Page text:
With a recent RTE Primetime investigation highlighting discrepancies in the care of those with intellectual disabilities, Megan Fanning examines whether enough is being done to protect some of the most vulnerable in society
Recently an issue highlighted by RTE Primetime evoked concerns on current legislation and its ability to protect individuals of the state. RTE Primetime investigated Aras Attracta, a care centre in County Mayo, due to reports from whistleblowers denying the significant improvements certified by a second-round HIQA report on the centre’s compliance with regulation standards.
This particular centre had seven female residents with the programme focusing on three in particular. RTE Primetime witnessed the maltreatment of the most vulnerable in what should be considered their home. The residents are seen to be largely confined to the one area for significant parts of the day with punishment and abusive threats given to them should they try to move.
This Primetime report draws attention to the need to reform Irish legislation in relation to those with intellectual disability and confirms the inadequacy of the regulation currently in place, posing the question, ‘Where is the governance?’
Government after government have failed to reform the current system. In Fine Gael and Labour’s 2011 programme for government it, like many of its preceding governments, stated that it would “close unsuitable psychiatric institutions” and would “develop specific strategies for… those with intellectual disabilities.” The Government committed to repealing the Lunacy Regulation (Ireland) Act (1871) which is an “all or nothing” option. The Act disempowers those with intellectual disabilities and is a declaration of incapacity.
Regardless of the severity of the individual’s disability, the individual’s rights to property, to marriage, to testify in a court case are removed and all legal and health related decision-making capacity is removed from the individual. The person deemed incapable becomes a ‘ward of court’ – their affairs are managed by a committee with supervision from the High Court. The Act removes an individual’s right to autonomy over their own lives and despite its age and faults it still holds in Ireland.
The Act does not take into account the spectrum of disabilities and paints scenarios as black and white. Over 70% of individuals with intellectual disabilities have a mild to moderate disability and are capable of making decisions but the Act does not distinguish individual case by individual case. It breeds a system of archaic paternalism that disallows for the progression of infrastructure for those with intellectual disabilities; despite its intentions to protect it only furthers discrimination. The sister of one of the residents in care at Aras Attracta, Sheila Garvin, stated in the programme that there is a line you do not cross, where you infringe on someone’s dignity and human rights. Dr. Brendan Kelly, an Associate Clinical Professor of Psychiatry in UCD and a Consultant Psychiatrist in the Mater Hospital, has said that the Lunacy Act is “no longer fit for purpose.” When asked whether the Act has any strengths to bring forward, Dr. Kelly says that there are none and that there needs to be a “root-and-branch reform of the system.”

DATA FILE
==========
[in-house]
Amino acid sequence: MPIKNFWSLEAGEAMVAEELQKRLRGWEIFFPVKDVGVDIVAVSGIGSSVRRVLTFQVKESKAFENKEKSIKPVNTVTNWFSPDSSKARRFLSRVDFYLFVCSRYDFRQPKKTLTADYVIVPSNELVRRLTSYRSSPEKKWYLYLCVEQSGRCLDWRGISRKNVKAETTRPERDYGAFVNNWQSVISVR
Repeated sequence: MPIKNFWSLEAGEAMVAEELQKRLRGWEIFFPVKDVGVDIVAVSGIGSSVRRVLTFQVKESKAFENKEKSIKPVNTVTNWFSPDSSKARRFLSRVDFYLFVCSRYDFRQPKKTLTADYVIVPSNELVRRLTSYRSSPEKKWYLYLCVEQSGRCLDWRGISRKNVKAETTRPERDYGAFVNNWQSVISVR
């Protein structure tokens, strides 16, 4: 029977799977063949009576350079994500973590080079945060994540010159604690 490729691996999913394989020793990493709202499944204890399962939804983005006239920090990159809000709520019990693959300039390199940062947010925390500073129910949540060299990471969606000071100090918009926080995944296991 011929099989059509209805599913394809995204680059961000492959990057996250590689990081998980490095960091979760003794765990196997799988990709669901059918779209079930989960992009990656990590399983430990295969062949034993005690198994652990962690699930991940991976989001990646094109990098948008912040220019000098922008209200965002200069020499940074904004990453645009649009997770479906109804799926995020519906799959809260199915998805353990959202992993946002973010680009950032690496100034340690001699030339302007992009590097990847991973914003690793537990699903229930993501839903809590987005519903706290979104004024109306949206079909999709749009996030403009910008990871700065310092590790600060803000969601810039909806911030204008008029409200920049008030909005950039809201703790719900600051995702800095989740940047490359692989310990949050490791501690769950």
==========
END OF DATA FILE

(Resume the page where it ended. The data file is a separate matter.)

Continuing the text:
The Lunacy Act disregards two of the greatest UN Conventions – the UN Convention on the Rights of Persons with Disabilities and the UN Convention Against Torture. The system that our state currently has in place dismisses those who have suffered abuse through cases such as Aras Attracta. These victims, as a result of the Lunacy Act, will not be validated as witnesses to the events that occurred, regardless of the severity of their disability.
There has been a move to introduce reform in this area and this has come in the shape of the Assisted Decision-Making (Capacity) Bill (2013) that contains proposals that provide a statutory framework that supports decision-making by those with intellectual disabilities. In an article published in the Irish Times in October 2013, Dr. Kelly said that it was an “exciting and progressive initiative which offers real hope for the empowerment of thousands of individuals.” This Bill, if passed, would replace the ‘ward of court’ and provide for a range of legal options and intervention levels to support the individual’s decision making. The Capacity Bill would see the system changing from the previous “all or nothing” approach to a system that evaluates the various options based on a case-by-case scenario where there would be three statuses based on assessment of the severity of a person’s disability – Assisted Decision Maker; Supported Decision Maker and Facilitated Decision Maker.
The Capacity Bill would also progress in ratifying the UN Conventions previously neglected by the Lunacy Act. Dr. Kelly agrees that the Capacity Bill is “an important step forward, if revised somewhat and then efficiently implemented.” Dr. Kelly applauds the Bill in saying that it places a “strong emphasis” on the “will and preferences” of those with an intellectual disability and creates a system that provides for “provision for automatic periodic review” which the Lunacy Act did not.
The Aras Attracta report confirms the inadequacy of regulation of services that the system has in place and highlights the lack of accountability in its governance. The Capacity Bill will better protect those vulnerable as opposed to the Lunacy Regulation Act but yet it stills has its faults, the bill fails to introduce a system that will protect the lack of freedom in residential services and this is a violation of Ireland’s obligation under the European Convention on Human Rights.